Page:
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      As Fighting Rages, Yemen's Warring Parties Reportedly Begin Peace Talks

      As Fighting Rages, Yemen's Warring Parties Reportedly Begin Peace Talks As Fighting Rages, Yemen's Warring Parties Reportedly Begin Peace Talks As Fighting Rages, Yemen's Warring Parties Reportedly Begin Peace Talks
      Photo by YAHYA ARHAB

      Yemen

      As Fighting Rages, Yemen's Warring Parties Reportedly Begin Peace Talks

      By Samuel Oakford

      An official from the party of Yemen's former president Ali Abdullah Saleh confirmed on Thursday that talks aimed at brokering a "peaceful solution" to the country's conflict were under way in Cairo. But fighting continued to rage in several cities, and few details were available about the discussions' significance.

      Abel Shuja, a member of Saleh's Congress Party, told Reuters the negotiations in the Egyptian capital included party officials and representatives from the US, the United Kingdom, and the United Arab Emirates — but not from Saudi Arabia. The UAE is a member of the Saudi-led coalition that has bombed Saleh loyalist-backed Houthi rebels since late March. The US and the UK have provided logistical and material support to the coalition, which has the blessing of Yemen's current president, Abd Rabbuh Mansur Hadi. Hadi, who fled Yemen in March amidst a Houthi offensive, is currently being hosted by the Saudi royal family in Riyadh.

      After ruling Yemen for more than three decades, Saleh was forced out of power in 2012 during the Arab Spring. The Congress Party, however, retained a great deal of power, as did Saleh behind the scenes. After stepping down, the former president found an unlikely ally in the Houthis, who hail from a Shia minority in Yemen's north, and against whom Saleh waged a series of wars during the 2000s. The Houthis have long claimed they are left out of Yemen's political process, and once more took up arms when they felt similarly marginalized during Hadi's presidency. Saudi Arabia, meanwhile, views the Houthis as a proxy of Shia Iran.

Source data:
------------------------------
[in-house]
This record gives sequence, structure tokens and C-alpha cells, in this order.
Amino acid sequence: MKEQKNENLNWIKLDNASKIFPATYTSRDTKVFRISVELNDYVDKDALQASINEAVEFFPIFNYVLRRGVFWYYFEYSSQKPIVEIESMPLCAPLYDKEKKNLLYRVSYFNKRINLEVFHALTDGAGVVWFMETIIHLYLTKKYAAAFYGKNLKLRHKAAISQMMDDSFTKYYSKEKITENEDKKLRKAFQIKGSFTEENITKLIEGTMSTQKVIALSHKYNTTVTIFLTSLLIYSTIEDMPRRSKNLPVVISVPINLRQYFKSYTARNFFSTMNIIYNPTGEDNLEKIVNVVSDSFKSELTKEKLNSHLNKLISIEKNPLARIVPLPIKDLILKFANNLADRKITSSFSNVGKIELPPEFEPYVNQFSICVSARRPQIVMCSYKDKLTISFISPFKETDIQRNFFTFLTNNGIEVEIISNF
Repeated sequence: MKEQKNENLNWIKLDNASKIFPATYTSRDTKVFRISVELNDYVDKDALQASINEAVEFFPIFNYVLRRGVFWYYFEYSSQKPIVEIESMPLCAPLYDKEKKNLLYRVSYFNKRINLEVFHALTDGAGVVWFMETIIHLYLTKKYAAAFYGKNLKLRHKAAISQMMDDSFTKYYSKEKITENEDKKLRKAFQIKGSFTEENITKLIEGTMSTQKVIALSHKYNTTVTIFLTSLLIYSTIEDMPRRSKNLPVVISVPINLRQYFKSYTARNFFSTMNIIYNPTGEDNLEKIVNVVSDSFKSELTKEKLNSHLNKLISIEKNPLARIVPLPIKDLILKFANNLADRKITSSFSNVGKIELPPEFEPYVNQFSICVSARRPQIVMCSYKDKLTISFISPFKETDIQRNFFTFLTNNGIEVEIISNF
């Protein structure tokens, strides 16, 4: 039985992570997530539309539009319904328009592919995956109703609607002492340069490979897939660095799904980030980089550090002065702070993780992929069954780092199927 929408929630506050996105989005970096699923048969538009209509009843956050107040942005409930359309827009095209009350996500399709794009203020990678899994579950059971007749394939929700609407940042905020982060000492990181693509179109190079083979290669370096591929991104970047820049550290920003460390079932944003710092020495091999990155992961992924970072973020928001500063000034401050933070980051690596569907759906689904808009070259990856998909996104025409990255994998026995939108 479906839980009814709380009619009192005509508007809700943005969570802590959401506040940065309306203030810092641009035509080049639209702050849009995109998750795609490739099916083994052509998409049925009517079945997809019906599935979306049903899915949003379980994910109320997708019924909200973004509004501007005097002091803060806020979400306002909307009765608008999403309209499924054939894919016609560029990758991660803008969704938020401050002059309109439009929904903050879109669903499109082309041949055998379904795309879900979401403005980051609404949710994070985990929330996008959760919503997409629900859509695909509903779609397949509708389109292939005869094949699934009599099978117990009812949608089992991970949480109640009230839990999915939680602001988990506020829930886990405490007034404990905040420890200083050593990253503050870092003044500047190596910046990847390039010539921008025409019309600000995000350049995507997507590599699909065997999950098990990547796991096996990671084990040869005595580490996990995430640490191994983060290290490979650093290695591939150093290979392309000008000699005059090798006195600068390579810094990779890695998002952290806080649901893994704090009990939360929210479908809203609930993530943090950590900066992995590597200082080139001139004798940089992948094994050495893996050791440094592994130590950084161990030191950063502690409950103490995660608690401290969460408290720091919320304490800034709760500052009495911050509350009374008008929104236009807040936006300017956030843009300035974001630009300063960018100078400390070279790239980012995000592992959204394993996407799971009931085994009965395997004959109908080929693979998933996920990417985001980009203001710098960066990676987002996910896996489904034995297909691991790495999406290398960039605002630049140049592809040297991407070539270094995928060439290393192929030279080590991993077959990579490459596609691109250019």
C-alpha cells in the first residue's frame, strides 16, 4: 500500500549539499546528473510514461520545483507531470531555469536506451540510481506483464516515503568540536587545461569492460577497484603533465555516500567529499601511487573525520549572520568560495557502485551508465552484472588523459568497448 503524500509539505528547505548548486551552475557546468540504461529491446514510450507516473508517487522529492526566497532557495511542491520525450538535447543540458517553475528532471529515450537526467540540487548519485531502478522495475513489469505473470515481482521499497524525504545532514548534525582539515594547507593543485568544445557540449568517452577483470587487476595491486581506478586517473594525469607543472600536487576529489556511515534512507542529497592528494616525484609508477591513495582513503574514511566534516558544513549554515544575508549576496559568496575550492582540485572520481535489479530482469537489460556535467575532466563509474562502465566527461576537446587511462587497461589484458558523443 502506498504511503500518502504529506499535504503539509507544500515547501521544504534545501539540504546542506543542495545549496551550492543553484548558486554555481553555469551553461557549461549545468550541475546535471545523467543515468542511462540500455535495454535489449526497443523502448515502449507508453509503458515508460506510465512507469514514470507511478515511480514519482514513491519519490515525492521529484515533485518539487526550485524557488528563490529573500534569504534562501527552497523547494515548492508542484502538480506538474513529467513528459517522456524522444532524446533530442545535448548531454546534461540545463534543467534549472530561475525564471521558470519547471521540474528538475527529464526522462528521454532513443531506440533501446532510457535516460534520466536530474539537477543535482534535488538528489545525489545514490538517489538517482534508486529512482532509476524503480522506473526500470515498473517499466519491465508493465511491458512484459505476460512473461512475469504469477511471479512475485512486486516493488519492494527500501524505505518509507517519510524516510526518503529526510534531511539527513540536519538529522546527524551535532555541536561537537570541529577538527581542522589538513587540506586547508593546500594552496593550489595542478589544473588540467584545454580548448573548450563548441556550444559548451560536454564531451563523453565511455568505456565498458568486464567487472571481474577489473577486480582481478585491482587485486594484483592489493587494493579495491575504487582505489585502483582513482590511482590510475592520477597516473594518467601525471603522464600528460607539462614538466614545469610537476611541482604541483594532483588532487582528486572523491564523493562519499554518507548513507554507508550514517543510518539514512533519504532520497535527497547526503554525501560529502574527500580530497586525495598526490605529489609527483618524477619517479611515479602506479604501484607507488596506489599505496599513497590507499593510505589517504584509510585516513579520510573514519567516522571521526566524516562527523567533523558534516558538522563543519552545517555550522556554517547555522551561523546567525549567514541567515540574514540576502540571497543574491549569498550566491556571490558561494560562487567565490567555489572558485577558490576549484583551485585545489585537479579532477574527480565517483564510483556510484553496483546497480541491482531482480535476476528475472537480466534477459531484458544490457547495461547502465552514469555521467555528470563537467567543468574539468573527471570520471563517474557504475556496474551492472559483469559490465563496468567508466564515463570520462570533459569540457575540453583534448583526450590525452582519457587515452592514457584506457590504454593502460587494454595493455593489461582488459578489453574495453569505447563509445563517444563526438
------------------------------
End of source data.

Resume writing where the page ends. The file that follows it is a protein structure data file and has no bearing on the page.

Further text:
The State Department did not immediately reply to questions about US involvement in the reported Cairo talks, and it was unclear which American officials, if any, were in fact present in Egypt. Also obscured was whether the talks, which reportedly have not included Houthi representatives, represented a fissure between the rebels and Saleh. 

      Coalition airstrikes meanwhile continued unabated in Sana'a, Yemen's capital, and elsewhere, while officials in the southern port of Aden reported the airport there was struck with rocket fire, presumably from Houthi positions. Last week, the Houthis and their allies were dislodged from most of Aden by local fighting forces backed by coalition naval and air power, as well as ground forces and military vehicles from the United Arab Emirates.

      According to a report in the Wall Street Journal, fighters from al Qaeda in the Arabian Peninsula — the group's affiliate in Yemen — fought alongside the militias and the Emiratis. Besides al Qaeda, not all of those fighting the Houthis in the south support President Hadi, and some have been pictured carrying the flag of South Yemen — a separate country that existed until 1990, and which remains an aspiration for many.

      On Tuesday, the UN reported that at least 165 civilians, including 53 children and 23 women, were killed in Yemen between July 3 and July 15. The UN's human rights office said the majority of the civilian deaths and injuries during that period resulted from air strikes. On April 6, strikes on markets in the Amran and Lahj governorates left at least 76 civilians dead. Since March 26, more than 1,700 civilians have been killed in fighting and from airstrikes.